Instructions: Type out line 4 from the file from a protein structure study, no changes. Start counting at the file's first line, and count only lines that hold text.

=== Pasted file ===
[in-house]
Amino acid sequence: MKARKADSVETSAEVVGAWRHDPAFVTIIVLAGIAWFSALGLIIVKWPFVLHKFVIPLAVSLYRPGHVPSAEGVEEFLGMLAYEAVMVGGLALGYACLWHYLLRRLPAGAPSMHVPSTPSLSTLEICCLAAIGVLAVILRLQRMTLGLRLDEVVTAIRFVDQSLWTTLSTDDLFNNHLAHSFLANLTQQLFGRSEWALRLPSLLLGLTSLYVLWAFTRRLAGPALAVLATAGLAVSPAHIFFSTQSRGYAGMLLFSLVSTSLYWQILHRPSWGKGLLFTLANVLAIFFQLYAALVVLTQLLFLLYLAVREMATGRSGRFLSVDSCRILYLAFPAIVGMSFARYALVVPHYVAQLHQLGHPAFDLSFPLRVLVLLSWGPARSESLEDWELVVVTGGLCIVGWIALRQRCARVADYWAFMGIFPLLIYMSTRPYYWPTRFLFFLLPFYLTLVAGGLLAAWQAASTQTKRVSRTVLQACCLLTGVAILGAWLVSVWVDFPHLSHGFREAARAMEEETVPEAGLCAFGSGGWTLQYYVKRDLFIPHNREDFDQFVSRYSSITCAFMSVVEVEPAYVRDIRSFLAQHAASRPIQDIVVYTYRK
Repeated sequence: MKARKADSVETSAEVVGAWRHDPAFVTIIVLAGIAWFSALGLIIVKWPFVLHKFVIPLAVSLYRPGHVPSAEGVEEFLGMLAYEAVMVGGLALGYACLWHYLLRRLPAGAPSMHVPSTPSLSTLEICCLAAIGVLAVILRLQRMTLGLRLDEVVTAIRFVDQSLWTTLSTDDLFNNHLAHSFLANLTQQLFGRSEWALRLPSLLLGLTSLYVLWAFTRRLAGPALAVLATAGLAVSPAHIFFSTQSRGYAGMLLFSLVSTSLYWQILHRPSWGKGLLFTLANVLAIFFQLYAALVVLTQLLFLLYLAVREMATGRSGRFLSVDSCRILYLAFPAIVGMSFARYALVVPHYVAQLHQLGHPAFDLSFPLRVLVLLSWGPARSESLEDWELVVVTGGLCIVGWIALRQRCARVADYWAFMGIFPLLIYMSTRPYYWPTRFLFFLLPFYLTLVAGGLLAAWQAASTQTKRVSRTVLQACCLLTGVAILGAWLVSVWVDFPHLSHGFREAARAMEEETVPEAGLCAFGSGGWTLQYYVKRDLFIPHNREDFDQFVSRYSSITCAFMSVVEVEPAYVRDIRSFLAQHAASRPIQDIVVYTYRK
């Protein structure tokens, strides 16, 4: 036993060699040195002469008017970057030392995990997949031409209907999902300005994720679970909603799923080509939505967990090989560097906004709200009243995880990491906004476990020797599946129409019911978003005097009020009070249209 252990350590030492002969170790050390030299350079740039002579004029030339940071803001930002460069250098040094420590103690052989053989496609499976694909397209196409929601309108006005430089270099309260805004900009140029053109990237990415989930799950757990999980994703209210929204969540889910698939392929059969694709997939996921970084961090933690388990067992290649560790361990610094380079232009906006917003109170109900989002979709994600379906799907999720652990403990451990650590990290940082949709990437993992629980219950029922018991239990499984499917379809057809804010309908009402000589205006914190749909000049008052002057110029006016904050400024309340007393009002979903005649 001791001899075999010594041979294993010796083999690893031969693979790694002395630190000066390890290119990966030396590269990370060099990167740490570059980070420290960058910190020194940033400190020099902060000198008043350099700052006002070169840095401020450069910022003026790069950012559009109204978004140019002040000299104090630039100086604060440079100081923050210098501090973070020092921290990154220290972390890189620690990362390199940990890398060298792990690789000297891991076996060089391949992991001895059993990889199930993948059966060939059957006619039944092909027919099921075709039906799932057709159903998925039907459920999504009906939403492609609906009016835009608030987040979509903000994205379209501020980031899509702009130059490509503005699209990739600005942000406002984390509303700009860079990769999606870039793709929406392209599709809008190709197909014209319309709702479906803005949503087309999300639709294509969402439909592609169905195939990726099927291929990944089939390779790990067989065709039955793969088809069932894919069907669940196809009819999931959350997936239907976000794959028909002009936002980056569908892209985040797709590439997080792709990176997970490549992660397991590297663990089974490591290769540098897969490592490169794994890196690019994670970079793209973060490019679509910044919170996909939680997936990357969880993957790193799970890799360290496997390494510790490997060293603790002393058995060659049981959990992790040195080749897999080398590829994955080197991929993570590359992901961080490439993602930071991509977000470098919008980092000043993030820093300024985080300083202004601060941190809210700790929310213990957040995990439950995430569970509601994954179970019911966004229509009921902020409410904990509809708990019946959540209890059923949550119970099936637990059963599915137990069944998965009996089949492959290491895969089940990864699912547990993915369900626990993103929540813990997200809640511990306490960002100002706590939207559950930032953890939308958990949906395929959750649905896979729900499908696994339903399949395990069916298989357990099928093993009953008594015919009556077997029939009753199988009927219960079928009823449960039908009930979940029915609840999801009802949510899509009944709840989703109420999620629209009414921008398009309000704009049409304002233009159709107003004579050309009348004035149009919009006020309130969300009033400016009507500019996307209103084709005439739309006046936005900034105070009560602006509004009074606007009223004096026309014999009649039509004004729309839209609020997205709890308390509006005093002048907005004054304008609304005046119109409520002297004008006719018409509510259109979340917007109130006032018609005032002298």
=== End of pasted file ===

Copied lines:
């Protein structure tokens, strides 16, 4: 036993060699040195002469008017970057030392995990997949031409209907999902300005994720679970909603799923080509939505967990090989560097906004709200009243995880990491906004476990020797599946129409019911978003005097009020009070249209 252990350590030492002969170790050390030299350079740039002579004029030339940071803001930002460069250098040094420590103690052989053989496609499976694909397209196409929601309108006005430089270099309260805004900009140029053109990237990415989930799950757990999980994703209210929204969540889910698939392929059969694709997939996921970084961090933690388990067992290649560790361990610094380079232009906006917003109170109900989002979709994600379906799907999720652990403990451990650590990290940082949709990437993992629980219950029922018991239990499984499917379809057809804010309908009402000589205006914190749909000049008052002057110029006016904050400024309340007393009002979903005649 001791001899075999010594041979294993010796083999690893031969693979790694002395630190000066390890290119990966030396590269990370060099990167740490570059980070420290960058910190020194940033400190020099902060000198008043350099700052006002070169840095401020450069910022003026790069950012559009109204978004140019002040000299104090630039100086604060440079100081923050210098501090973070020092921290990154220290972390890189620690990362390199940990890398060298792990690789000297891991076996060089391949992991001895059993990889199930993948059966060939059957006619039944092909027919099921075709039906799932057709159903998925039907459920999504009906939403492609609906009016835009608030987040979509903000994205379209501020980031899509702009130059490509503005699209990739600005942000406002984390509303700009860079990769999606870039793709929406392209599709809008190709197909014209319309709702479906803005949503087309999300639709294509969402439909592609169905195939990726099927291929990944089939390779790990067989065709039955793969088809069932894919069907669940196809009819999931959350997936239907976000794959028909002009936002980056569908892209985040797709590439997080792709990176997970490549992660397991590297663990089974490591290769540098897969490592490169794994890196690019994670970079793209973060490019679509910044919170996909939680997936990357969880993957790193799970890799360290496997390494510790490997060293603790002393058995060659049981959990992790040195080749897999080398590829994955080197991929993570590359992901961080490439993602930071991509977000470098919008980092000043993030820093300024985080300083202004601060941190809210700790929310213990957040995990439950995430569970509601994954179970019911966004229509009921902020409410904990509809708990019946959540209890059923949550119970099936637990059963599915137990069944998965009996089949492959290491895969089940990864699912547990993915369900626990993103929540813990997200809640511990306490960002100002706590939207559950930032953890939308958990949906395929959750649905896979729900499908696994339903399949395990069916298989357990099928093993009953008594015919009556077997029939009753199988009927219960079928009823449960039908009930979940029915609840999801009802949510899509009944709840989703109420999620629209009414921008398009309000704009049409304002233009159709107003004579050309009348004035149009919009006020309130969300009033400016009507500019996307209103084709005439739309006046936005900034105070009560602006509004009074606007009223004096026309014999009649039509004004729309839209609020997205709890308390509006005093002048907005004054304008609304005046119109409520002297004008006719018409509510259109979340917007109130006032018609005032002298």